Before Jr. Jr. was unmistakably on the musical radar, multi-instrumentalist Daniel Zott was still living in grandmother’s basement, where the duo actually recorded 2010’s reinterpretation of The Beach Boys’ “God Only Knows” off their first EP, Horsepower.
Rodney Barnes, ceramist and President of Madison & Main Gallery, has never met Colorado Springs native Mike Rust, but said that he has come to know Mike through stories and riding his High Wheeler, also known as a Penny Farthing.
Flying Lotus (real name Steve Ellison) came from a musical background. As the great-nephew of the late jazz pianist Alice Coltrane and saxophonist John Coltrane, it quite literally was ingrained in his DNA. Music, however, wasn’t his first love.
Comprised of founder/vocalist Michael Glabicki, bassist Patrick Norman, percussionist Liz Berlin, percussionist Preach Freedom, and guitarist Dirk Miller, the current incarnation of Rusted Root explore and execute almost every type of musical genre. This fact alone is what makes them so unique. African, Latin American, Native American, and other various forms of world music are injected into their material, which are sounds Glabicki sought out in the beginning stages of the band.
After ten years in New York, Bright Silence singer Kevin Johnston returned home to Colorado to make the biggest leap of his music career yet. Fortunately for music listeners, he came bearing gifts – namely the winsome nine-song LP Time Is New, set to release on July 22nd.
Only a handful of indie hip-hop artists have experienced the meteoric rise to fame Macklemore and Ryan Lewis have. From relative obscurity to the cover of Rolling Stone, the Seattle-based duo is deeply submerged in the spotlight. It’s all moving incredibly fast, but they are apparently enjoying the roller coaster ride. The pair’s latest album, This Unruly Mess I’ve Made, chronicles his growth as a husband and father while juggling the insanity that comes along with his new celebrity status.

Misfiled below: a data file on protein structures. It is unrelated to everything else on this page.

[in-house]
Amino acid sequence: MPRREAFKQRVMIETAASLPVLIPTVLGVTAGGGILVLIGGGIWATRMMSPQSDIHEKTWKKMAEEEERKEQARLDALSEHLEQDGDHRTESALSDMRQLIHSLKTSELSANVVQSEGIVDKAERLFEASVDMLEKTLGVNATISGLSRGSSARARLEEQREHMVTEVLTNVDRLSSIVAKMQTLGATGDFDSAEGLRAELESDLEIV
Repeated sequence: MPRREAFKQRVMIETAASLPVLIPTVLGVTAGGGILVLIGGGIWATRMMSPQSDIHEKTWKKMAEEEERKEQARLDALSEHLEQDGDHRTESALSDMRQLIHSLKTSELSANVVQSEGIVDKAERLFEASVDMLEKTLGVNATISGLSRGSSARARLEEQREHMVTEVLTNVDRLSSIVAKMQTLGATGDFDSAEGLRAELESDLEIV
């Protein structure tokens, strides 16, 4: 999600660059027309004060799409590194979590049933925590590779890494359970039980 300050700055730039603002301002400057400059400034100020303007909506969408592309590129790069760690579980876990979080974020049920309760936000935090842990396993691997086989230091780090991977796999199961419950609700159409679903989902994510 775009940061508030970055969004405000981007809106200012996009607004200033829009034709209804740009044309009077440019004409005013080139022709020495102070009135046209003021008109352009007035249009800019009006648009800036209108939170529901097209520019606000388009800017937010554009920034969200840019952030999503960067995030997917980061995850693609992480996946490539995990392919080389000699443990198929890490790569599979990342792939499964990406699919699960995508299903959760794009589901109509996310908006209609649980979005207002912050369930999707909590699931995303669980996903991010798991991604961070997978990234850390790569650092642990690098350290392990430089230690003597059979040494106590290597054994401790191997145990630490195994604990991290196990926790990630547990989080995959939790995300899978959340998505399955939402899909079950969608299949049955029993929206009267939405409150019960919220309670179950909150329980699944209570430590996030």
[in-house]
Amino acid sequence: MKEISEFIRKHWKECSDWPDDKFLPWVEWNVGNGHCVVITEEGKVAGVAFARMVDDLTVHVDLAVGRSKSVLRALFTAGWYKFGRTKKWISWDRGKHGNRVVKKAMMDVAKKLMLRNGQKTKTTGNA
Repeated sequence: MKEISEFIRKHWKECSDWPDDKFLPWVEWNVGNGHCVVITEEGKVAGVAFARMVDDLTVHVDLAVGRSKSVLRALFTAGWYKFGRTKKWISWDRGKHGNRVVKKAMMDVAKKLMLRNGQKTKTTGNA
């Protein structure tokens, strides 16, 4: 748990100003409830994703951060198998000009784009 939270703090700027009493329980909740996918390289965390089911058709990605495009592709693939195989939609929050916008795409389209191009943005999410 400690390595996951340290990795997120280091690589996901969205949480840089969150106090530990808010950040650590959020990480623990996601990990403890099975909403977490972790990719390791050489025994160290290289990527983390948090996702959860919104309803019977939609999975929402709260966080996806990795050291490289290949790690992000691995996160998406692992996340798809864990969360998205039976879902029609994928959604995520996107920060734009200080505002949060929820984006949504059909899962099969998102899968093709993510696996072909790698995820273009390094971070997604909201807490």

Growing up in the Isle of Man, 29-year-old blues musician Davy Knowles learned to play guitar by listening to records he’d find in his father’s collection, which included artists like Irish guitarist Rory Gallagher, Oasis and Eric Clapton. At 19, after sharpening his skills in the local music circuit, he opted to split for America, where he toured with his band, Back Door Slam.
Bringing a little taste of Mississippi country blues to the Greeley Blues Jam, Luther and Cody Dickinson are the two brothers behind North Mississippi Allstars, celebrating its 20th Anniversary this year. Both are the sons of Memphis institution Jim Dickinson, who, along with fronting Mud Boy and the Neutrons, also worked along Aretha Franklin, Kris Kristofferson and Bob Dylan as a pianist and producer. So Cody and Luther have an enviable background. They describe their sound as “blues-infused rock and roll.”